Most modern cookers run on gas or electricity supplied by the national grid. Despite the convenience of having such easy energy sources on demand, neither of these are particularly efficient or sustainable ways of cooking, and they certainly aren’t moneyless. According to Greenpeace, the UK’s “centralised model of production and transmission wastes an astonishing two-thirds of primary energy inputs, requiring us to burn far more fuel and emit far more carbon dioxide than necessary”.(221) Out of every 100 units produced in this centralised system, 61.5 are “lost through inefficient generation and heat wastage at the source”, while 3.5 units vanish in distribution on their way down transmission lines. But the wastage doesn’t stop there – because this energy seems infinite to its end consumer, coupled with the fact that we have to take no personal responsibility for producing it, we waste another 13 units (of the remaining 35 units we have left of the original production) through carelessness and the inefficiencies that come with not really caring.
How we choose to cook our food matters. Not just to the state of the biosphere and those who live on top of these resources we like so much, but to ourselves. Cooking on a conventional gas or electric cooker gives us no sense of a deeper connection to the Earth, our holistic selves, whereas there is something about sitting around a camp fire, gazing into the flames, which triggers something primal in us. It makes us acutely aware of the cycles of life and death and the power of Nature, and it intimately connects us to what we consume.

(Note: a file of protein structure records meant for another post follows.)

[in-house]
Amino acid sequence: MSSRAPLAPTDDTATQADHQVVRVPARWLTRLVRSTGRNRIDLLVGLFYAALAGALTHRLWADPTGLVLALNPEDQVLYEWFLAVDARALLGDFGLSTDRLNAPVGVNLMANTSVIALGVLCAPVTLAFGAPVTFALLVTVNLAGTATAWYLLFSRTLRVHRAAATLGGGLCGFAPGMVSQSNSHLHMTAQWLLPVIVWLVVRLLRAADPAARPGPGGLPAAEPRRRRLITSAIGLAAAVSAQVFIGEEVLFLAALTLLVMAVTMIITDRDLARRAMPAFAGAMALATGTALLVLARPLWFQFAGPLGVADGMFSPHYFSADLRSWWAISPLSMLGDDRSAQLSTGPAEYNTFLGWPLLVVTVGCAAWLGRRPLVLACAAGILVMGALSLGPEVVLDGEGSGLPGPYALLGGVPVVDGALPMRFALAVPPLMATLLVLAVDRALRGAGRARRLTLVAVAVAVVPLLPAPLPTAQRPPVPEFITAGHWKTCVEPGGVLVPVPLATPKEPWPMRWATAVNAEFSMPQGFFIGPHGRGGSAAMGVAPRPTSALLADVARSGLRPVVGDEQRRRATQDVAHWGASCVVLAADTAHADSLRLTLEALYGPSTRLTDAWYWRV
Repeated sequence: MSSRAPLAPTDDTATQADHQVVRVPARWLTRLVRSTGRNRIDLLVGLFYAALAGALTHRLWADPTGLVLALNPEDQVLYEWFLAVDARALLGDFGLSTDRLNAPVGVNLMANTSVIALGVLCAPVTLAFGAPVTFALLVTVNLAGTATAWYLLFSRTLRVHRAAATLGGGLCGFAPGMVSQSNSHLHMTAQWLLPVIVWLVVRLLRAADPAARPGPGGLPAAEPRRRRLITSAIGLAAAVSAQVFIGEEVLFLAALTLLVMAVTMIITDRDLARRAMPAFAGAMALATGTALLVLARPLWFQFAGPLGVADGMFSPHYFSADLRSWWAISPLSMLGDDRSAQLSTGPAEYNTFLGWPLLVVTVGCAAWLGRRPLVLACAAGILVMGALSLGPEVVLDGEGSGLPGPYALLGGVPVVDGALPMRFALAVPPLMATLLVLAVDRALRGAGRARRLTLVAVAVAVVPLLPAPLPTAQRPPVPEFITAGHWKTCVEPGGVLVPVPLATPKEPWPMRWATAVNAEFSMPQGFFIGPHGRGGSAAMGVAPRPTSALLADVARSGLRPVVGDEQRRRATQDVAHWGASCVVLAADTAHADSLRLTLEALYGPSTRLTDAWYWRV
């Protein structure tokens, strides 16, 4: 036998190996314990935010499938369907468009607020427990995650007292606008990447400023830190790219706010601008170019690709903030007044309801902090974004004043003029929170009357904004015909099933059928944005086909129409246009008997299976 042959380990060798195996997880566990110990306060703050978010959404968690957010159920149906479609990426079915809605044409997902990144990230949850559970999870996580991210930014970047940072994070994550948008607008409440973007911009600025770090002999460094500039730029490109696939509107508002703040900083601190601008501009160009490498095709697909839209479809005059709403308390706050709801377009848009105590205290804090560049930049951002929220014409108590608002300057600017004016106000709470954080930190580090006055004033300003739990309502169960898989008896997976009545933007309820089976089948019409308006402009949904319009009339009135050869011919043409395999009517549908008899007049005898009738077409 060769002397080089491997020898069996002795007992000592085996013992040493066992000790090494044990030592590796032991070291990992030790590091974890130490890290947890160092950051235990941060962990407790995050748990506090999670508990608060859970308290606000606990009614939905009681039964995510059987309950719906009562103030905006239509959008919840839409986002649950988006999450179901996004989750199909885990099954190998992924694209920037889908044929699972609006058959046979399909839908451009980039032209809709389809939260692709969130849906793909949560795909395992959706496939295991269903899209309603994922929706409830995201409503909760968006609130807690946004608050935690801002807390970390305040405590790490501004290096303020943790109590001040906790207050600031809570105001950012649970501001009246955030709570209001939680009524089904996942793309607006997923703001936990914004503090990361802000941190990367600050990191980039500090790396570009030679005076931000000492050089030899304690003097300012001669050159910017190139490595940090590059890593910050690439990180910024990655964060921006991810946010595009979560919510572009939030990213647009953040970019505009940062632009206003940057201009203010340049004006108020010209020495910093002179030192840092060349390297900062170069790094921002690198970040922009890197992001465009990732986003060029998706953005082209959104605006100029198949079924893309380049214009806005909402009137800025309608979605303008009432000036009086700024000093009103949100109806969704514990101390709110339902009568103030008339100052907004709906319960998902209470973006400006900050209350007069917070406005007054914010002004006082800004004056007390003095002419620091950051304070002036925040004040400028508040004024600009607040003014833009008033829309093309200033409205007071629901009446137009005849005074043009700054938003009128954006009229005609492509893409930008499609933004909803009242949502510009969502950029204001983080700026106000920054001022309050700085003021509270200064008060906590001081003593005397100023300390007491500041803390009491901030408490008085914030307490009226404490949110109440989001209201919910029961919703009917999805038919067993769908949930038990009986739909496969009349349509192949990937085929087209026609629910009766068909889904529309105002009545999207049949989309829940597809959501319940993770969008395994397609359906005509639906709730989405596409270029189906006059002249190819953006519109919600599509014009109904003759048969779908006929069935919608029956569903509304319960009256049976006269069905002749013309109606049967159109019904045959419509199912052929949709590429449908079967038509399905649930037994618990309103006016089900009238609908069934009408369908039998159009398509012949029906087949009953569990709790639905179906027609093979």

If you live somewhere that allows you to have a campfire regularly, I’d highly recommend it. This option is certainly not the most efficient way of cooking, as a relatively high proportion of the energy created is inevitably lost to the atmosphere. Despite this, the fact that it has zero reliance on industrialisation and its flotsam scores high in terms of ecological footprint and moneylessness. All you need is some tinder, wood and a spark. To cook the food you can make a simple tripod (three straight and sturdy rods tied with some cordage will suffice) from which you hang an old pot. However, my preferred method, due to its simplicity, involves supporting the pot with a horizontal rod that is suspended over the fire by the use of two vertical branches with V-shaped ends staked into the ground.
If you have the stones available to hand and want to make the most efficient use of the heat generated, I’d recommend creating a keyhole fireplace. You start your fire in the main ring area. As soon as it gets really hot you transfer some of the coals into the smaller rectangular bit at the bottom. This allows you to have good control of your heat source, and a pot (or a large skillet if you have one) will get all the support it needs from the surrounding stones, whilst still allowing air to circulate.
For the first two and a half years that I lived without money, I cooked on a rocket stove come rain, hail or shine. They are easy to make, taking only an hour or so to construct if you have all the materials, and they can be made completely out of consumer waste, of which there is much to choose from. All you will need is an elbowed flue pipe (you should find one at the tip), some catering sized tin cans (15kg olive cans are good for a large rocket stove, ask your local café or deli for these), and some insulating material (ashes are the ideal from a permaculture perspective). To make one,(222) go to www.permaculture.co.uk, type ‘rocket stove’ in the search box and choose the model best suits your needs.